From Vienna to a sunburnt land
Vienna Boys Choir. Picture: Supplied.

Composer Elena Kats-Chernin's favourite landscape is the Australian bush with its contrasting textures of grass and trees. She has vivid memories of her impressions of the Blue Mountains shortly after arriving in New South Wales as a teenage Russian migrant.

"The mountains were scary; they were so high and I closed my eyes as we were driving because the walls seemed so close," she says.

The "sunburnt country" has since become her beloved home and it is fitting that Kats-Chernin has been commissioned to set to music the iconic Dorothea MacKellar poem My Country.

"I love the poem and I'm touched that I was asked as I wasn't born here. But I feel at home here and it is part of my heart to be in this country."

The piece will be premiered by the Vienna Boys Choir on their national tour which visits WA from September 22. The 24 choristers - aged between 10 and 14 - may not be able to identify with the "sapphire-misted mountains/ The hot gold hush of noon" in MacKellar's poem, but Kats-Chernin found plenty in common when she visited them in Vienna earlier this year.

"The boys are great, they are so fun and alive. They have a big range and they sing wonderfully in tune. Their sound is more silvery than girls. It feels like they have a thickness to the timbre. We workshopped some ideas together and they are smart, they learn so fast."

Last seen in Perth in 2005, the Vienna Boys Choir (or Wiener Sangerknaben) has cemented a reputation as one of the world's most active ensembles since its formation in 1498. It performs more than 300 concerts a year while providing the music for the Sunday Mass in Vienna's Imperial Chapel.

Over the course of its long and illustrious history, the choir has worked with conductors including Claudio Abbado, Leonard Bernstein, Nikolaus Harnoncourt and Sir George Solti, and performed the works of Fux, Salieri, Haydn and Bruckner. Composer Frank Schubert and conductor Hans Richter were themselves choristers

"I love the clarity and agility of those voices," Kats-Chernin says. "They can be bird-like as well as earthy, depending on the registers, and there is much vocal colour to inspire a composer. The perfection of their singing is second to none and I feel free to write challenging textures."

Initially it seemed impossible to add music to words already so powerfully and beautifully conceived in MacKellar's poem.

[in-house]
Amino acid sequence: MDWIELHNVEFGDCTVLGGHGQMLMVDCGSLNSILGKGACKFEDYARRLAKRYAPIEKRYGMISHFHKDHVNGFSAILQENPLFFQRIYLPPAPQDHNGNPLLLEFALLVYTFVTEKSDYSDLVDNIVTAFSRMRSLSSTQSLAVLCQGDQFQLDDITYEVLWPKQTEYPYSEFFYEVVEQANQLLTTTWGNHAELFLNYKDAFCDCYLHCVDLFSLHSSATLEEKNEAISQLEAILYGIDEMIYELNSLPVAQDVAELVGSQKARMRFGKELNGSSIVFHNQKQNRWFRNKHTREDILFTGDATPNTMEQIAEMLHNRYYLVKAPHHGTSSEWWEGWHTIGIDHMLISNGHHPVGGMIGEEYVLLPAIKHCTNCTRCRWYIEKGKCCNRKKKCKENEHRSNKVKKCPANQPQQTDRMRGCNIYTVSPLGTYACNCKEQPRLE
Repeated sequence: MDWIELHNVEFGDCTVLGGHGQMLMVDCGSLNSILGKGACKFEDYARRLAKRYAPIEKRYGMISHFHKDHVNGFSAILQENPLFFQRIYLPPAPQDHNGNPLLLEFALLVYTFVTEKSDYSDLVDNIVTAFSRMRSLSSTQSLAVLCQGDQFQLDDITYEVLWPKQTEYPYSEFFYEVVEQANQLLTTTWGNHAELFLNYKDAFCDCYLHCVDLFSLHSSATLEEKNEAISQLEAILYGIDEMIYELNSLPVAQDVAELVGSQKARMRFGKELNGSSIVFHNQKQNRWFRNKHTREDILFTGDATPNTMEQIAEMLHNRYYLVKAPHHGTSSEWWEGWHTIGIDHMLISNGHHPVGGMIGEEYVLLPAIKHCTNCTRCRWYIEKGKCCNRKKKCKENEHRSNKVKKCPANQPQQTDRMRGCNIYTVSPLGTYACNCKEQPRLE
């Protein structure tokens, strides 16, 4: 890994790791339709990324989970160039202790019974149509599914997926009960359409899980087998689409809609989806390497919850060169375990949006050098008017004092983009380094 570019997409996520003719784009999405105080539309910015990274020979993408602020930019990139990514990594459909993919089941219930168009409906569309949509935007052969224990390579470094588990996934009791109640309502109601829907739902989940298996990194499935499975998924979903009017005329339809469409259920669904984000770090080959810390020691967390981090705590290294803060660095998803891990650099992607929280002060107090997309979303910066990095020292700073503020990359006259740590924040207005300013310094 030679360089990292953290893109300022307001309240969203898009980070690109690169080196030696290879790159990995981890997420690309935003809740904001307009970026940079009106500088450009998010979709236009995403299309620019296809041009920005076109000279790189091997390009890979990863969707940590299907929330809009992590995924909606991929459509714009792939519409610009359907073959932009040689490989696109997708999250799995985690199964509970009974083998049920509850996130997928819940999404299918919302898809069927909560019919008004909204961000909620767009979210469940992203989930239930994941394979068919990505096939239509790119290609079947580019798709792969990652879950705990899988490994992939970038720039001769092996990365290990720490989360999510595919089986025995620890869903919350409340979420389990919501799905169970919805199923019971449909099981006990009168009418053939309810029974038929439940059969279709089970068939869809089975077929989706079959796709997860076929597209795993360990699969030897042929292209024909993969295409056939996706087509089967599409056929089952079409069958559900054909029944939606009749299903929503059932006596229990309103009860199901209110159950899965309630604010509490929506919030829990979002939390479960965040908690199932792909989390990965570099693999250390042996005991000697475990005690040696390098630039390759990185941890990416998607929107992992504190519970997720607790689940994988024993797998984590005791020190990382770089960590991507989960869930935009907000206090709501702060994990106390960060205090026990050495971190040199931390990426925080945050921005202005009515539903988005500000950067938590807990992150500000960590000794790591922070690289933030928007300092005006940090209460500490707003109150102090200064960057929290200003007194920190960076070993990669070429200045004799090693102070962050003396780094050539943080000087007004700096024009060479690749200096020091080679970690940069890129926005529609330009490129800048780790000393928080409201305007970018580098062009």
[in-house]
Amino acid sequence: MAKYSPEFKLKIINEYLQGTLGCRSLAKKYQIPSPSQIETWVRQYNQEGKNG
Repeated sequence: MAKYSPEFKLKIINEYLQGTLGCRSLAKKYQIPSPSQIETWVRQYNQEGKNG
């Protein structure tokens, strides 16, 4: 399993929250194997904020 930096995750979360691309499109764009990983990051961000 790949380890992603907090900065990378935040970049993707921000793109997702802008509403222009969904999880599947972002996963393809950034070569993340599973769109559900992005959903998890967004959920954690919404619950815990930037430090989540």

Instead of attempting to evoke landscape in the music ("Other composers write bird and insect sounds but that is not what I do, it would sound contrived"), she chose an irregular time-signature with five beats in a bar and opted for a non-sentimental tribute.

Within a few weeks she had written Land of Sweeping Plains, accompanied by piano, layering favourite phrases from the poem to create contrasting textures much like the bush landscape she loves. "I love a sunburnt country" and "opal-hearted country" are repeated by altos and then sopranos and "core of my heart, my country!" is declared with a sweeping melody line.

The composer says Land of Sweeping Plains' combination of an ancient landscape and new music is well suited to the Vienna Boys Choir, who will also sing Viennese classics by Schubert, Mozart and Strauss on their Australian tour.

"This is a world-class choir, an unbelievably great choir. It is a very old tradition but very young voices, I think it is amazing. They make a special sound. It is so pure, so angelic and very direct, it moves you to tears."

Kats-Chernin's music typically bubbles with enthusiasm, driven by buoyant rhythms and colourful melodies. It is also intensely autobiographical and mostly written in minor keys, gently laced with melancholy. Land of Sweeping Plains is one of the few works Kats-Chernin has set in a major key signature.

"This is not a piece for a minor key, it is too positive, too optimistic. I chose F major and G major which are keys of fun for me, sunny yellow and orange colours."

Kats-Chernin's effervescent music has won her fans around the world. The subject of multiple television documentaries, she is regularly asked to write works for the world's leading orchestras. The song Eliza's Aria from her Wild Swans ballet made it to number one on the UK Classical Charts and has been remixed by several DJs.

Most recently Kats-Chernin has been residing in Berlin working on a commission from the Komische Opera to arrange Monteverdi's operas Orpheus, Odysseus and Poppea. The complete 12-hour trilogy, to involve 200 performers, will be premiered on September 16 to mark the beginning of Australian director Barrie Kosky at the helm of the Komishe Opera.

Travel is becoming increasingly difficult for the composer, who is suffering from a slipped disk.

When possible, she prefers to be composing at her piano in the Sydney suburb of Coogee. Not far from her house is the "jewel-sea" described in MacKellar's poem. "Her beauty and her terror/The wide brown land for me!"

The Vienna Boys Choir performs at the Perth Concert Hall on September 22 and the Mandurah Performing Arts Centre on September 23.

The West Australian

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